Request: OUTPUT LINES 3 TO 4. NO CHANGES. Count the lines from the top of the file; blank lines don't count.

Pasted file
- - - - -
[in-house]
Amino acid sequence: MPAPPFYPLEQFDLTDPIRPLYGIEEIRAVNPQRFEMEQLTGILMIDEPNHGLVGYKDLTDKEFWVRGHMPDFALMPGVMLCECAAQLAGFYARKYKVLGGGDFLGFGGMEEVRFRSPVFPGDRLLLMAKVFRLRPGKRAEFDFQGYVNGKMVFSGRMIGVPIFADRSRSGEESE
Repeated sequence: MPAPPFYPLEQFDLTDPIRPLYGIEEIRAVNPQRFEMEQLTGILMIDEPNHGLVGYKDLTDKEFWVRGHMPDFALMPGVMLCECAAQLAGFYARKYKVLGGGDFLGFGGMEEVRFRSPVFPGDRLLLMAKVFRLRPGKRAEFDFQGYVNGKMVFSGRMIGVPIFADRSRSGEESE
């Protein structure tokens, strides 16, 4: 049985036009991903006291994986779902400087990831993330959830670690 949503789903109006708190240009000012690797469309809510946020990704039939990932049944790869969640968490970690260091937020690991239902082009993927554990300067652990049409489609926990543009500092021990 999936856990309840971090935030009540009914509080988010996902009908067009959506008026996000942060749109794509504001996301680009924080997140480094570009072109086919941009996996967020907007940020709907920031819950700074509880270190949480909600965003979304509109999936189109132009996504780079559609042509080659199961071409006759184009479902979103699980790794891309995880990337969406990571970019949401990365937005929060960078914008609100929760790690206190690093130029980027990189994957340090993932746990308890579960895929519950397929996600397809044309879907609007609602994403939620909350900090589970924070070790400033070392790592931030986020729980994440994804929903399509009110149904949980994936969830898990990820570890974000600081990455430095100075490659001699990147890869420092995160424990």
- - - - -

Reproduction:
Repeated sequence: MPAPPFYPLEQFDLTDPIRPLYGIEEIRAVNPQRFEMEQLTGILMIDEPNHGLVGYKDLTDKEFWVRGHMPDFALMPGVMLCECAAQLAGFYARKYKVLGGGDFLGFGGMEEVRFRSPVFPGDRLLLMAKVFRLRPGKRAEFDFQGYVNGKMVFSGRMIGVPIFADRSRSGEESE
């Protein structure tokens, strides 16, 4: 049985036009991903006291994986779902400087990831993330959830670690 949503789903109006708190240009000012690797469309809510946020990704039939990932049944790869969640968490970690260091937020690991239902082009993927554990300067652990049409489609926990543009500092021990 999936856990309840971090935030009540009914509080988010996902009908067009959506008026996000942060749109794509504001996301680009924080997140480094570009072109086919941009996996967020907007940020709907920031819950700074509880270190949480909600965003979304509109999936189109132009996504780079559609042509080659199961071409006759184009479902979103699980790794891309995880990337969406990571970019949401990365937005929060960078914008609100929760790690206190690093130029980027990189994957340090993932746990308890579960895929519950397929996600397809044309879907609007609602994403939620909350900090589970924070070790400033070392790592931030986020729980994440994804929903399509009110149904949980994936969830898990990820570890974000600081990455430095100075490659001699990147890869420092995160424990």